Walruses use their tusks to haul themselves out of the water onto ice floes or shoreline rocks and as weapons in fights between males for territory, females, or dominance. Tusks are actually enlarged upper canine teeth that grow throughout an animal’s life.

4. Borneo Elephant

Scientific NameElephas maximus borneensis
Type of AnimalMammal
RangeSabah, Malaysian Borneo
DietHerbivore

The Borneo elephant, Elephas maximus borneensis, is a subspecies of the Asian elephant. It has two tusks and is smaller than the Indian elephant. Its tusks are used for digging up roots and stripping bark from trees to eat. Tusks are also used for fighting other males and defending the herd from predators.

The Borneo elephant is found in the rain forests of Borneo and Sumatra. It is an endangered species with only about 1300-2000 animals remaining in the wild. The main threats to the elephants are loss of habitat due to deforestation, poaching for ivory, and conflicts with humans.

Elephants are important members of the rainforest ecosystem. They help to disperse seeds and create clearings in the forest which allow new trees to grow. Elephants also play an important role in maintaining the health of the forests by eating fruit, leaves, and other plants that are harmful to other animals.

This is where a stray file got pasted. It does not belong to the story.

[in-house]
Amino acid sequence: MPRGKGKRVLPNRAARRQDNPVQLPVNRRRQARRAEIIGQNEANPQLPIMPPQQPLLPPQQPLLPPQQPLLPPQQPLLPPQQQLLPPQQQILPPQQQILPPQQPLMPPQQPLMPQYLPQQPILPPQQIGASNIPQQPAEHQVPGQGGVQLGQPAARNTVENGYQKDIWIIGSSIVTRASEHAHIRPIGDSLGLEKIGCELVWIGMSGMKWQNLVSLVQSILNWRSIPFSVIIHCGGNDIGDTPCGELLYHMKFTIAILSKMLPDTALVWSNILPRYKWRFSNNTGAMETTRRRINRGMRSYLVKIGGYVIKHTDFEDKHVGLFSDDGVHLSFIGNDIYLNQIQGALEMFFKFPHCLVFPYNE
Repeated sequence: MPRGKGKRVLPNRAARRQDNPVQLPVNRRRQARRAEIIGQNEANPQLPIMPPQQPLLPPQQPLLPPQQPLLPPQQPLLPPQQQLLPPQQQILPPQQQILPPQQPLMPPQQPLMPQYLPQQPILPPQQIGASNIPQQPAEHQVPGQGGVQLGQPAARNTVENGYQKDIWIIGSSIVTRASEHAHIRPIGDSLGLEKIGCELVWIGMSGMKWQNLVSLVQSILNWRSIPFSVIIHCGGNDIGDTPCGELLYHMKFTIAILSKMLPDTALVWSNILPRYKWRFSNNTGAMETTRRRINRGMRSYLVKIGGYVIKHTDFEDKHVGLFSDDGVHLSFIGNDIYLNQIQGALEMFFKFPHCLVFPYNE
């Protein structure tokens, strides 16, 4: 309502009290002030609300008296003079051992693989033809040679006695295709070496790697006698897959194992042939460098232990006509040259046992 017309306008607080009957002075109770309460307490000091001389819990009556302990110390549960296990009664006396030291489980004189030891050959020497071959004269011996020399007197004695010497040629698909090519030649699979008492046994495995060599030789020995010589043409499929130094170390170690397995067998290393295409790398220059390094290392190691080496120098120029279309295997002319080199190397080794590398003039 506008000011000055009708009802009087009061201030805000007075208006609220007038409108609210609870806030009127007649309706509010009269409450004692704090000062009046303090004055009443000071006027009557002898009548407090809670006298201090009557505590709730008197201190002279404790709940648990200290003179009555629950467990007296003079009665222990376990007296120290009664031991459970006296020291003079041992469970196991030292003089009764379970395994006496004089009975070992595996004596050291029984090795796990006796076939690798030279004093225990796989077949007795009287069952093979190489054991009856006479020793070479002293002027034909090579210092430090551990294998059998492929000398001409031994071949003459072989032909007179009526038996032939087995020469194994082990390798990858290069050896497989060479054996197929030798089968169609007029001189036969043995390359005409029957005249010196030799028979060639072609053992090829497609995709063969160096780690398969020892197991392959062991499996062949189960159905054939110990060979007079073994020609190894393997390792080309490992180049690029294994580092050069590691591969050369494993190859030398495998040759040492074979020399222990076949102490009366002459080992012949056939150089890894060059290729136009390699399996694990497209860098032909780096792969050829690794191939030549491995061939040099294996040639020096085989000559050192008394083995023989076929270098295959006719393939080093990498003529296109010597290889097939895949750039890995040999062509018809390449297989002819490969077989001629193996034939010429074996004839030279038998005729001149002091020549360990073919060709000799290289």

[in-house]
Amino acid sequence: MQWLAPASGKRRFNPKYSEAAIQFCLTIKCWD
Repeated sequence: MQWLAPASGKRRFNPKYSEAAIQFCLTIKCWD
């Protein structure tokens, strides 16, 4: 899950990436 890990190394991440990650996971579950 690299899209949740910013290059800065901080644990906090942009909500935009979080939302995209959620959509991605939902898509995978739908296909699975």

Read Also: Do Borneo Elephant Have Big & Long Nose?

5. Common Hippopotamus

Scientific NameHippopotamus amphibius
Type of AnimalMammal
RangeAfrica
DietOmnivore

The common hippopotamus is a large, herbivorous mammal that is found in Africa. It has two tusks on the inside of its mouth that are used for fighting and foraging for food. The hippopotamus can weigh up to two tons and can reach speeds of up to 30 kilometers per hour.

Despite its size, the hippopotamus is considered to be one of the most vulnerable mammals in Africa. This is because they are hunted for their meat and tusks, and they are also susceptible to diseases such as anthrax and rabies. Hippopotamuses also face a number of other threats, including loss of habitat and accidental deaths due to human activities.